I was just about to post an update on Jacob’s food allergies, after our visit to the allergist two weeks ago. Instead, here’s the short version: At that visit, we did another skin test (the first was almost exactly a year ago), which confirmed that Jacob is not allergic to wheat, but is allergic to dairy, eggs (mostly whites, but yolks too), peanuts, hazelnuts (and thus likely birch trees) but not walnuts (and perhaps other tree nuts we didn’t test for as well), and codfish. Yes, it is that complicated. But it gets better. Or worse, depending on how you look at it.
I woke up Sunday morning when John told me Jacob was not responding to Benadryl for his hives and was also coughing to the point that he was having some difficulty breathing. It had only been five or ten minutes, but by fifteen, we knew we needed to make some calls: pediatrician, allergist, and 9-1-1.
What followed was a slew of firsts: Jacob’s first epinephrine injection, Jacob’s first ambulance ride, and our first four hours spent observing our little man in a hospital. He is fine, it seems, but we really don’t know what caused the reaction.
It is a strange thing, being the parent in an emergency situation. We didn’t realize how wound up we’d become until things settled down and all three of us wanted to crash. (It was a comfortable space, until you wanted to sleep!) Part of me wanted to freak out at the start, but a stronger part stayed calm, knowing that we needed to communicate information, snuggle Jacob, and maintain the coolness the medical folks had. If they weren’t freaking out, maybe we didn’t need to freak out. At one point, I realized I might have watched too much ER back in the day. Good show, but a little unrealistic.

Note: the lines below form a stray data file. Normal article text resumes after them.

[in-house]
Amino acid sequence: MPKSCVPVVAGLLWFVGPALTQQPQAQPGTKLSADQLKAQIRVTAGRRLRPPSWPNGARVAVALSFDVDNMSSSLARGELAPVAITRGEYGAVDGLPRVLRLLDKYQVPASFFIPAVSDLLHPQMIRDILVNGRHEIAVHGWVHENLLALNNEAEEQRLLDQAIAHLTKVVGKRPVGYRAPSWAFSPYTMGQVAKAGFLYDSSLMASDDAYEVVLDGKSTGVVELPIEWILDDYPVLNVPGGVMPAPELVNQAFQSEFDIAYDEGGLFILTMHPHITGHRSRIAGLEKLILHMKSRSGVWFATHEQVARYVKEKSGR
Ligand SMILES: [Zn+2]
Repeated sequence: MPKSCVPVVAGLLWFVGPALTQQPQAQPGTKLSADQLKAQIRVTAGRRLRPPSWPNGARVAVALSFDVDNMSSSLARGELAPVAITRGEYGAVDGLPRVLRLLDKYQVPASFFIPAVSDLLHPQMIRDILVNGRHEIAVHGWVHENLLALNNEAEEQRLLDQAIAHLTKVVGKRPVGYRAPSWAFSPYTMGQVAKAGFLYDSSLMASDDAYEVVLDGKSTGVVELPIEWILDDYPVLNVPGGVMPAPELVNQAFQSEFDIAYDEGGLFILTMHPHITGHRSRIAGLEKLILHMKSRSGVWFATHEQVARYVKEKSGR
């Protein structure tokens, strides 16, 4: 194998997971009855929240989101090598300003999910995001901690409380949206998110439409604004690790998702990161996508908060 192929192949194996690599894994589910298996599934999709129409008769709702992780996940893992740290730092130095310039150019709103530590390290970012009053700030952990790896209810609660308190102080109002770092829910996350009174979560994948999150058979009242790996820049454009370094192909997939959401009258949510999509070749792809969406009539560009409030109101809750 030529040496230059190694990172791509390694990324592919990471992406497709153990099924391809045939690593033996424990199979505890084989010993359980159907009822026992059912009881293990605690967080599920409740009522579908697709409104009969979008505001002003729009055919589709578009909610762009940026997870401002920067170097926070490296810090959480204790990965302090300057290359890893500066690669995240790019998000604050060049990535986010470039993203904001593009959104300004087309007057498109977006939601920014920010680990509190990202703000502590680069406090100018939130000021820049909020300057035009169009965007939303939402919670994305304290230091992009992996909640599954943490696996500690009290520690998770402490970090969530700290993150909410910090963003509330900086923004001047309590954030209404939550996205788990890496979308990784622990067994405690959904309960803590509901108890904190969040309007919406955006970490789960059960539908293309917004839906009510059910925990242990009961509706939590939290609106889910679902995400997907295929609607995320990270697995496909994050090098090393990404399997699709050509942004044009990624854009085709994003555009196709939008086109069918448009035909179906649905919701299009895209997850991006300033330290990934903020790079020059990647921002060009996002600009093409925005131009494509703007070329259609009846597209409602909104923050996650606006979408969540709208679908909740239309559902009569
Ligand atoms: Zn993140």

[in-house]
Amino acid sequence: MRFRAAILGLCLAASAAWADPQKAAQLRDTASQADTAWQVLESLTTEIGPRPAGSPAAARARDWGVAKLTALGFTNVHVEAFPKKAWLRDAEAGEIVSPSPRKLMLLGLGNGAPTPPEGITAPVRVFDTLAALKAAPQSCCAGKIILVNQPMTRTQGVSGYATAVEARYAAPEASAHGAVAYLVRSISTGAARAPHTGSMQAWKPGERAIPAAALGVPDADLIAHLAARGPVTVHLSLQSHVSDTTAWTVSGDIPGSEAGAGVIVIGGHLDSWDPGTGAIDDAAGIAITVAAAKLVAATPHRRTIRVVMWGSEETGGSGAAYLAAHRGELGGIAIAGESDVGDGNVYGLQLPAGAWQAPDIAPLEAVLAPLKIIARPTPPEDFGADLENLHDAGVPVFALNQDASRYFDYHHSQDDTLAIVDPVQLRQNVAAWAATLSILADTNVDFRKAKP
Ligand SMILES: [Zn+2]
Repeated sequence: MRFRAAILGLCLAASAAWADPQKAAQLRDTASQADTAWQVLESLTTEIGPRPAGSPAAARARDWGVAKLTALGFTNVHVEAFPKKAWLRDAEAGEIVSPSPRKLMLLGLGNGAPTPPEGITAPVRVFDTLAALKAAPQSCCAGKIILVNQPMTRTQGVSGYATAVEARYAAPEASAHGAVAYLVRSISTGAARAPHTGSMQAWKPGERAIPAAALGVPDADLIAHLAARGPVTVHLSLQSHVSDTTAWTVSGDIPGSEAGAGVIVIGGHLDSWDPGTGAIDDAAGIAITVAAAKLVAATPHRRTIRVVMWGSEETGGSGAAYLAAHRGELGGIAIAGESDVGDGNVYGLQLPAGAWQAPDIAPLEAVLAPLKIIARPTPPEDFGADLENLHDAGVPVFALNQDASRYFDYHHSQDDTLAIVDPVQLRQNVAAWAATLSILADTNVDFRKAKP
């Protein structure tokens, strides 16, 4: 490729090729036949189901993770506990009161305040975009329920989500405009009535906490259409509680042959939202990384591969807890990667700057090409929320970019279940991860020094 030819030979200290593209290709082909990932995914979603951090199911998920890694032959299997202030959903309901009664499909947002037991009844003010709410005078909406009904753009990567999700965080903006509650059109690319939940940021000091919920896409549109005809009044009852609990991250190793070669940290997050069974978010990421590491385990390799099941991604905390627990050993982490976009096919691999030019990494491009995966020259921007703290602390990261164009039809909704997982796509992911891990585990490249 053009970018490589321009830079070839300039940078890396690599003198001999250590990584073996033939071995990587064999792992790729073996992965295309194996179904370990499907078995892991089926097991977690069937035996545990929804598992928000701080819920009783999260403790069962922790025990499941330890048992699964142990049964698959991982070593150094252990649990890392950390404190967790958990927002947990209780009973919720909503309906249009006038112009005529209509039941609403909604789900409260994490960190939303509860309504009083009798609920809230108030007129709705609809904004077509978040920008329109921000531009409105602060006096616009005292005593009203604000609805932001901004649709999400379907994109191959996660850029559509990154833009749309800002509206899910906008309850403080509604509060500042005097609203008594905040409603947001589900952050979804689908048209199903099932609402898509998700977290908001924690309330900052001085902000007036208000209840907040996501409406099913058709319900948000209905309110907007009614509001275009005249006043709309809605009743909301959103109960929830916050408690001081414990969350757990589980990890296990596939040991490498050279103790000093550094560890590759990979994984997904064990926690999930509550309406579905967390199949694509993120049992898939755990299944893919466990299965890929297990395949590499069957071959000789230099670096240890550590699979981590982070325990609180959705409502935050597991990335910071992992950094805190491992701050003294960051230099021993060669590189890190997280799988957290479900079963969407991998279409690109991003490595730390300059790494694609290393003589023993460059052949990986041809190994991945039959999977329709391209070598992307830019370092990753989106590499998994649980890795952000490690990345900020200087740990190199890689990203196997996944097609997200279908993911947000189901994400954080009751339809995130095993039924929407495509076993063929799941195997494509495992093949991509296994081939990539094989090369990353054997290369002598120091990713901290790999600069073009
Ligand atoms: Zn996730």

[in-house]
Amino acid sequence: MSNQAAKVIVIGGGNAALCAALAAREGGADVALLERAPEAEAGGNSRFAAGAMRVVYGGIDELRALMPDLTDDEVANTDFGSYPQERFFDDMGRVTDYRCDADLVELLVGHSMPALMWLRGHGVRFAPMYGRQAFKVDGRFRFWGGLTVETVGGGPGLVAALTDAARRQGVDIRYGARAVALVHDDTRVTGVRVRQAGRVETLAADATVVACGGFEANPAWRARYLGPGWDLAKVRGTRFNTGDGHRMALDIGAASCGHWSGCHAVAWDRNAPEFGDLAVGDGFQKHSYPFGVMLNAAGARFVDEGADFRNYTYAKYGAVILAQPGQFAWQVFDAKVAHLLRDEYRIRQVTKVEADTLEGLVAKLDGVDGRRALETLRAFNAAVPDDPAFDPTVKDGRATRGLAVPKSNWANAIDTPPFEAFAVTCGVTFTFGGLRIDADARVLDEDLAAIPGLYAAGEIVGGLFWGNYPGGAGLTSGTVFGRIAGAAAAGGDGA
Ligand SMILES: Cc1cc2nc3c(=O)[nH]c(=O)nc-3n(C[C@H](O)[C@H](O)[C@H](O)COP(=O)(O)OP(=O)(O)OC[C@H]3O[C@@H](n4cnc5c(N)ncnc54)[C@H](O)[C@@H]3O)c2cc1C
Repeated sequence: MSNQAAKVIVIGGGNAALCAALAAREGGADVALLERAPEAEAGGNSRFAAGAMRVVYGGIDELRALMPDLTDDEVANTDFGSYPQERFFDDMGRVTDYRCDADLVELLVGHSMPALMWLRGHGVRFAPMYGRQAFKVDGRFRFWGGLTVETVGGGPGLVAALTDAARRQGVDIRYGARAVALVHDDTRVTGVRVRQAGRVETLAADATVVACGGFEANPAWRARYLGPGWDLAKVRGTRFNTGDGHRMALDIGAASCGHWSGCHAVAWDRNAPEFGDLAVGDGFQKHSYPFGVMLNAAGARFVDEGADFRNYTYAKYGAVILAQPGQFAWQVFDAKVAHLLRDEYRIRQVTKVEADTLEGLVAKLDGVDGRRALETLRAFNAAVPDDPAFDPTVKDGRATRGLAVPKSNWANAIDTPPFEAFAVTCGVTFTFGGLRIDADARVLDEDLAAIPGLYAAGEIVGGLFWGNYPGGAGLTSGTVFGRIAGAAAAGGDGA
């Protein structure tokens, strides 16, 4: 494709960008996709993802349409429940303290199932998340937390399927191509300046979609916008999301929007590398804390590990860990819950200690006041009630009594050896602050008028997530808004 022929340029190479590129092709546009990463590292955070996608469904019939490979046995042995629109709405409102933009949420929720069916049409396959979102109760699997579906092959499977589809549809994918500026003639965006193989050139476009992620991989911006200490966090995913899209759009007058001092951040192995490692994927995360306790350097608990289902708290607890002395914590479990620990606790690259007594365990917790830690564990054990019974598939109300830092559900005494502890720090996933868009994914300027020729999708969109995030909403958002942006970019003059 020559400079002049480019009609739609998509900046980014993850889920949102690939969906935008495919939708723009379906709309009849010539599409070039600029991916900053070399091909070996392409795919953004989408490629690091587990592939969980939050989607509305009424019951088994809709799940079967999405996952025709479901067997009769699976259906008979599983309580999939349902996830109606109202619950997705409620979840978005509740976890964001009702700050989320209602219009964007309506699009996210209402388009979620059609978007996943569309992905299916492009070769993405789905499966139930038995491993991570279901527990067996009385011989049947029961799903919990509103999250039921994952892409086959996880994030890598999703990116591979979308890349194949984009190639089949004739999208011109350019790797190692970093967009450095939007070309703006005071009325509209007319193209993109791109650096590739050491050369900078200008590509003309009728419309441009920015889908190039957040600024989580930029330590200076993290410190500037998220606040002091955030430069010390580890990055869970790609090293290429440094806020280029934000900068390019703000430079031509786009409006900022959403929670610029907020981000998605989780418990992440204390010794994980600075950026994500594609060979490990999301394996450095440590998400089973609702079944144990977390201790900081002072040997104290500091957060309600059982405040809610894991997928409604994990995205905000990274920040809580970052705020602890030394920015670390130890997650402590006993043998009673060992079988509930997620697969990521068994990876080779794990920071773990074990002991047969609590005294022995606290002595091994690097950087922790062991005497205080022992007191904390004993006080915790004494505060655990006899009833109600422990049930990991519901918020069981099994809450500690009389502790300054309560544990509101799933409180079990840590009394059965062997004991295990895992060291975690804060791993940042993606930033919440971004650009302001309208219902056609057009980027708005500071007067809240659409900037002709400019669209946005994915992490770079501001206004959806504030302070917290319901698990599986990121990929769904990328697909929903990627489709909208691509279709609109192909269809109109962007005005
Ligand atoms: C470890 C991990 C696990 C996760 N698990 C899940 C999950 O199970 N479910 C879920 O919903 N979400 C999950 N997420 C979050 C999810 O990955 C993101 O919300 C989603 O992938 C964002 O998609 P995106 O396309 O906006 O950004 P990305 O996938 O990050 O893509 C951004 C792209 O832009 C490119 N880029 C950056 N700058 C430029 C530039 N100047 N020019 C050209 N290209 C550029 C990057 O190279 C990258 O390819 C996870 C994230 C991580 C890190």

What a morning. There is nothing like seeing your baby cough like that. Nothing like seeing his skin bubbly and red all over. There’s also nothing like seeing him come back to himself, singing, bouncing, housing a container of Froot Loops.
A year ago we’d just learned that Jacob had food allergies. We’ve learned a lot about how to deal with them in a variety of situations. Again we see we have more to learn, and honestly, I’m not sure where to start.
I do know that I’m grateful we have one of the best allergists in the city, a good hospital nearby, and the insurance and resources not to have to worry about the costs of treating and better understanding our little man’s system. I am grateful for all those who have done research on food allergies and dedicate their lives to these fickle and sometimes unpredictable conditions. I am grateful that Jacob stays with me during the day, and I don’t need to worry yet about how to leave him in a setting with other young children. I am grateful our first experience with anaphylaxis happened when both John and I were home and had no big plans for the day.
In my experience, gratitude is always a good place to start.